Christians must learn to think through this issue from a biblical worldview. How does the Bible help Christians when it comes to this important issue? PAS denies two equally important biblical realities. First, PAS denies that God is the author of life (Acts 3:15). He is not only the Creator of life (Gen 1:1), but he is the author of life. God alone has the authority to write the script of human life. He created human beings in his image (Gen 1:27) so Christians recognize the sanctity of all human life—from conception to natural death. Human beings have inherent dignity and worth. God has ultimate authority over life and death (1 Sam 2:6; Ps 139:16).

Second, PAS sees suffering as unprofitable, but this is not true. The author of Hebrews writes that Jesus “learned obedience through what he suffered” (5:18). The Apostle Paul writes, “And we know that for those who love God all things work together for good, for those who are called according to his purpose. For those whom he foreknew he also predestined to be conformed to the image of his Son, in order that he might be the firstborn among many brothers” (Rom 8:28–29). Suffering, for the believer, serves the important purpose of conforming the believer into the image of the Son. Suffering is not pointless. Nor is suffering pointless for the unbeliever. Suffering points to the reality of sin and brokenness and to the need for healing and restoration that are ultimately found in Christ Jesus himself. There is much to profit from suffering.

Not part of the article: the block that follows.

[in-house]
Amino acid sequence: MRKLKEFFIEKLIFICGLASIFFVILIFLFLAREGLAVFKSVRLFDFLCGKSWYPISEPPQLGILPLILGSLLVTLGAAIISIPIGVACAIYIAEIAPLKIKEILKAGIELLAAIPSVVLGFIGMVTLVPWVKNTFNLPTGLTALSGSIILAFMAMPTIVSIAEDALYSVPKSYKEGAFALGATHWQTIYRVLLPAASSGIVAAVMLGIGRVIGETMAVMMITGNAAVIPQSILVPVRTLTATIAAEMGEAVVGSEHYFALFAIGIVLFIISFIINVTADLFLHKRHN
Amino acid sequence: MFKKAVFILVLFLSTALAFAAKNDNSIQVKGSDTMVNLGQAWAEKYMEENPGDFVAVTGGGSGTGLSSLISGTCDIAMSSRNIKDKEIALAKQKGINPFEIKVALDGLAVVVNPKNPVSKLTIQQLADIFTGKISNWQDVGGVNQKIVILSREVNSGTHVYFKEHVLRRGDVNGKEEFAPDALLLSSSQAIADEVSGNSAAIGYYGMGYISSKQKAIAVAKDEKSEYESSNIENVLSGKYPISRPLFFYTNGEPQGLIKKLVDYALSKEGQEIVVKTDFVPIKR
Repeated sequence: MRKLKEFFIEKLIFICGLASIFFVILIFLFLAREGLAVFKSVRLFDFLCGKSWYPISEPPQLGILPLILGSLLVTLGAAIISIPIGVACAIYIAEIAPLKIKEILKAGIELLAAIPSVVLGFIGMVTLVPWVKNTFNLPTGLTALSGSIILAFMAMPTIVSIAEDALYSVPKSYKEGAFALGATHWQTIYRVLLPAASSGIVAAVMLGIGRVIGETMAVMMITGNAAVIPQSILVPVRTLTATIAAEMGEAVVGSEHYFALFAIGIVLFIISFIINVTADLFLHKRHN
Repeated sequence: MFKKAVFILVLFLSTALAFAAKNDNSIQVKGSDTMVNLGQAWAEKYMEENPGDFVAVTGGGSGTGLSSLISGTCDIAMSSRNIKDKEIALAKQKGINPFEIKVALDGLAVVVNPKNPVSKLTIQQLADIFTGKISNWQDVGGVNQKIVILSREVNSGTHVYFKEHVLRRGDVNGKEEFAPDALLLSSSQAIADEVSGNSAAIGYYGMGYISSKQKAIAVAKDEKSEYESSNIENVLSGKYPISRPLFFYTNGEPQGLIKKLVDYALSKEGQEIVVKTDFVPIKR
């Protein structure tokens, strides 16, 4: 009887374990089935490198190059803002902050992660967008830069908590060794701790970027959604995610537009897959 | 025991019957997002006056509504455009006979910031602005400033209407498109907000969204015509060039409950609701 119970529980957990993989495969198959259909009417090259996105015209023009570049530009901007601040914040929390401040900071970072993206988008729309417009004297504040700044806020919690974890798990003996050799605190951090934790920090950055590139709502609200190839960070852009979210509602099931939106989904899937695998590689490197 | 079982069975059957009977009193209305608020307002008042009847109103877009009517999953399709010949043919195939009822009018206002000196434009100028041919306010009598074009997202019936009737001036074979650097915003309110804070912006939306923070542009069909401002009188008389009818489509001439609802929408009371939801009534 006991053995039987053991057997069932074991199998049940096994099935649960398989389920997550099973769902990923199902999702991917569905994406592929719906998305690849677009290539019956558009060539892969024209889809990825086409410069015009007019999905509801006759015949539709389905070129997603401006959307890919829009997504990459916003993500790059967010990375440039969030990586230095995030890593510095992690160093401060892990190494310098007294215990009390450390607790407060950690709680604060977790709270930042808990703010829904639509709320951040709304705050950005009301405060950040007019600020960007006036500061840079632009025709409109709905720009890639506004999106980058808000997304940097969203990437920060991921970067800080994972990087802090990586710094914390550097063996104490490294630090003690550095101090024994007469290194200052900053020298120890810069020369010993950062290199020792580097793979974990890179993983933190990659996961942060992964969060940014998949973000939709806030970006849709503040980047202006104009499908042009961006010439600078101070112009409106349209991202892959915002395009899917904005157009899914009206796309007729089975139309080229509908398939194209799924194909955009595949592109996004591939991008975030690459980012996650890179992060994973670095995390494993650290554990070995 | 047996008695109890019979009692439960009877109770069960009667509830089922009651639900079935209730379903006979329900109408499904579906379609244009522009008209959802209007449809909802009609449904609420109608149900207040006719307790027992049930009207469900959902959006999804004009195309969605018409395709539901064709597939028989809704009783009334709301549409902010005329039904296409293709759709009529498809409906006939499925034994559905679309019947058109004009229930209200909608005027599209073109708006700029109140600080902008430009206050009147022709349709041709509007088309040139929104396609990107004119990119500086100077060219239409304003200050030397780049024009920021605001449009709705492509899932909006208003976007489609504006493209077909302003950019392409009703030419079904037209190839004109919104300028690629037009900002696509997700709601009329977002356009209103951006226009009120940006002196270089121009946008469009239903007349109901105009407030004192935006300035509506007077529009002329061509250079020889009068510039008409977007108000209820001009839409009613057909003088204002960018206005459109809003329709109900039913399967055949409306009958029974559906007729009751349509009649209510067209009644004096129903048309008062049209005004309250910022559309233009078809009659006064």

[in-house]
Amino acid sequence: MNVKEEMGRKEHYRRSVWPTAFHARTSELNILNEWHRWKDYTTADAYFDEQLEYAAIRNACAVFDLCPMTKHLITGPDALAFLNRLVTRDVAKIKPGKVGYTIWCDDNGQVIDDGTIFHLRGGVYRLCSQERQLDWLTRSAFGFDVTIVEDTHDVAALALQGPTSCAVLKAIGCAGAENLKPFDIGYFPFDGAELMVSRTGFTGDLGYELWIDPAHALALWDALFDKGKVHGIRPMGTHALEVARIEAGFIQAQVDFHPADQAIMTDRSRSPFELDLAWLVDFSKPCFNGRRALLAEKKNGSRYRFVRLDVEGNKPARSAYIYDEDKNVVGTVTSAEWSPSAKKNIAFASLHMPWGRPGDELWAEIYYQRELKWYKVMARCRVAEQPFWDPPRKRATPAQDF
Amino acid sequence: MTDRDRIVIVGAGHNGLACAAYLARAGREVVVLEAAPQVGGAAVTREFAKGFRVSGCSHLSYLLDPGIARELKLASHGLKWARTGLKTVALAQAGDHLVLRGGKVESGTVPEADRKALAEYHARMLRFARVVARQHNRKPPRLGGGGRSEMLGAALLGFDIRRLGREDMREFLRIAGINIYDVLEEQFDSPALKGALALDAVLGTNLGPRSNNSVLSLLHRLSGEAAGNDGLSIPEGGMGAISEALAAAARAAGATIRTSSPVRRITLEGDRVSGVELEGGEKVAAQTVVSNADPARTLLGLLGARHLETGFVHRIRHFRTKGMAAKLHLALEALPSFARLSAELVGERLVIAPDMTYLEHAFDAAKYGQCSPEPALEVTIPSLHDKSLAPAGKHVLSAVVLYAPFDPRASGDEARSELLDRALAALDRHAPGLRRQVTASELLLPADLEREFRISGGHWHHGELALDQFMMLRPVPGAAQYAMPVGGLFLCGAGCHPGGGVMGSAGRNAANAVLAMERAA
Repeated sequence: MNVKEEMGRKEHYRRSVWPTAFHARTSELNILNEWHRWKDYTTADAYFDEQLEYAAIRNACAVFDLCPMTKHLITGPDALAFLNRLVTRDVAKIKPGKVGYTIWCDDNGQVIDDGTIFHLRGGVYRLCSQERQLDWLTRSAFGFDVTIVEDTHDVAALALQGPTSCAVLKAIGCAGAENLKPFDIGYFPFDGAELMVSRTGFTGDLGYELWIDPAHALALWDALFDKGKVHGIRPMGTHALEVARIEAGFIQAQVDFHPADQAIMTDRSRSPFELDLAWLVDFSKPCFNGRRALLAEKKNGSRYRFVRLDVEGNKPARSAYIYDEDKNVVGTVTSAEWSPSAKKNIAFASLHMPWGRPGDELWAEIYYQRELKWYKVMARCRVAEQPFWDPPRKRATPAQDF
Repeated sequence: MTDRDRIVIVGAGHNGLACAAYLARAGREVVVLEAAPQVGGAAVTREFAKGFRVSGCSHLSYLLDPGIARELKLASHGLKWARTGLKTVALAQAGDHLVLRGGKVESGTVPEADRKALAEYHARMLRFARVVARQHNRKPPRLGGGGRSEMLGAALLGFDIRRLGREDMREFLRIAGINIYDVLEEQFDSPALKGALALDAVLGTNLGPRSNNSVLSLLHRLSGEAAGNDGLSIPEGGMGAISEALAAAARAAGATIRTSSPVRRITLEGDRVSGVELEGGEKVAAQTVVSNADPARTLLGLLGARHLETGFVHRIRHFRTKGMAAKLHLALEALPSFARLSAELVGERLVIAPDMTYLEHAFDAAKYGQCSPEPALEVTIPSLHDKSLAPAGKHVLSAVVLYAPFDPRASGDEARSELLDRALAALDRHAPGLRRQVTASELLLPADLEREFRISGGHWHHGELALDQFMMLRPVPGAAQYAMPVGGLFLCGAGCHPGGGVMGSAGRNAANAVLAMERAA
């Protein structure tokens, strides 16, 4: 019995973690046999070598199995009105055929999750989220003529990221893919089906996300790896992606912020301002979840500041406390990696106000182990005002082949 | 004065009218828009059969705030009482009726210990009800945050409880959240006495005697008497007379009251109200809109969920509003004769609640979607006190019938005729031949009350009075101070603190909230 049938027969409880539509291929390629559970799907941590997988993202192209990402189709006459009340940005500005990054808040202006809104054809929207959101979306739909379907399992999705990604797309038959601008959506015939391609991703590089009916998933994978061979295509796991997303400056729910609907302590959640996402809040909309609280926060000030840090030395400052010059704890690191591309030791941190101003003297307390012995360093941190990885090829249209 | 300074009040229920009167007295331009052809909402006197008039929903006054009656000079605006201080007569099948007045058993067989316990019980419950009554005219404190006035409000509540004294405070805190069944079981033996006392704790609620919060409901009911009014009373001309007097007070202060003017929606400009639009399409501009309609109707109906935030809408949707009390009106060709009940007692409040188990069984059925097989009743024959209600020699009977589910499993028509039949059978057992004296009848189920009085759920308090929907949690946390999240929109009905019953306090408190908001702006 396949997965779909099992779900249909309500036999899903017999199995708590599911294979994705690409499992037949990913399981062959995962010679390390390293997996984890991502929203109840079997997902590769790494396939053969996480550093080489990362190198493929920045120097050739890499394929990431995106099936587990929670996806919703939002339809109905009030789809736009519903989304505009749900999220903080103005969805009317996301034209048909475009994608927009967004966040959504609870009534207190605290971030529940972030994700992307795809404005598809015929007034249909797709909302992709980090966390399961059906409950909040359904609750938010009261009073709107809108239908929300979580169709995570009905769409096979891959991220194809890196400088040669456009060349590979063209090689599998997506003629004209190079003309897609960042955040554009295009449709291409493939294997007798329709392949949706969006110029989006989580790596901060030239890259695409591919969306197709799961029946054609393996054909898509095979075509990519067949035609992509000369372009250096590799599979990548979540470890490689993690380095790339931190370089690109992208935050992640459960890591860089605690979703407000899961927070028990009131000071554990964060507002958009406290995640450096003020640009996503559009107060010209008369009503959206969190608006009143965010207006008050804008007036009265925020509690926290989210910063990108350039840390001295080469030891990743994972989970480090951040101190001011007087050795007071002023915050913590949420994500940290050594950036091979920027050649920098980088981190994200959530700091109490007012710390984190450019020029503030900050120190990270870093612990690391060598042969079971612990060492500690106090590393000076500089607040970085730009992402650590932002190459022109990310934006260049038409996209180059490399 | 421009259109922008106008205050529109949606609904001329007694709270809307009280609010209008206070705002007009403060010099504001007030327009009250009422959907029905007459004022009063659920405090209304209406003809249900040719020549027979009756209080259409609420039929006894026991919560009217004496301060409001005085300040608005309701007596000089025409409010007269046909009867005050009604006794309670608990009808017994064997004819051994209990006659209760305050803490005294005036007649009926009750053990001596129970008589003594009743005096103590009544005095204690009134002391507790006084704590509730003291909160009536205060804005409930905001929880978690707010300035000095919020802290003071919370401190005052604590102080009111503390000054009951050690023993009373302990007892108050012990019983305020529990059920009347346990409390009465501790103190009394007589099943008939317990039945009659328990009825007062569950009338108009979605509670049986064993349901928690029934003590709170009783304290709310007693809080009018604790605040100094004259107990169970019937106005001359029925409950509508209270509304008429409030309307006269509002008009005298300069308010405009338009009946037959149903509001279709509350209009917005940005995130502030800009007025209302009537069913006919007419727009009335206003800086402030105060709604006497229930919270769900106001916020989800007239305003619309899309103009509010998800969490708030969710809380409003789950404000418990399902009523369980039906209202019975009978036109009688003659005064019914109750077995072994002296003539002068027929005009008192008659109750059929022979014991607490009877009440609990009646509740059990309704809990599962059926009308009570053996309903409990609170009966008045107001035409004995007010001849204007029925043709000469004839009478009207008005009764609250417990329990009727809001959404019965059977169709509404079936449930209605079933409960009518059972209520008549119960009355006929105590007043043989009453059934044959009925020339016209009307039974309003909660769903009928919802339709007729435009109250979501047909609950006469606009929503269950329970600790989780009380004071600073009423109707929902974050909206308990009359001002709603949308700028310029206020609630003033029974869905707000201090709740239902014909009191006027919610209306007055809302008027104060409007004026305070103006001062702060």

But, some still argue, aren’t Christians supposed to have compassion? Isn’t that what Jesus modeled? True compassion is not found, as some suppose, in escaping suffering, but true compassion is found in recognizing that the Creator has a purpose for allowing suffering to be a part of one’s life (Rom 8:18ff; 2 Cor 4:7–12; 2 Cor 4:16–5:9). Part of that redemption involves making sure that pain and suffering are alleviated while the living still live, not by causing that life’s end.

Suffering itself is not anything new. Suffering has been a part of human life since Genesis 3. The Christian recognizes the reality of suffering in this broken world. Sin has thrown God’s good creation into chaos and God’s image bearers suffer as a result. But with advances in modern medicine, one need not turn to PAS to relieve suffering. Palliative care is a viable option for suffering. Compassion can and should be shown by providing palliative care to those who experience tremendous suffering.

Christians should be the first ones to recognize and decry suffering in this world, but even in the midst of suffering, Christians trust the hand of the all sufficient and benevolent Creator who has a purpose for everything he does. Christians must stand against the rise of radical individual autonomy that sees matters of life and death as individual choices. Christians should stand united against PAS as they recognize the value and dignity of all human life.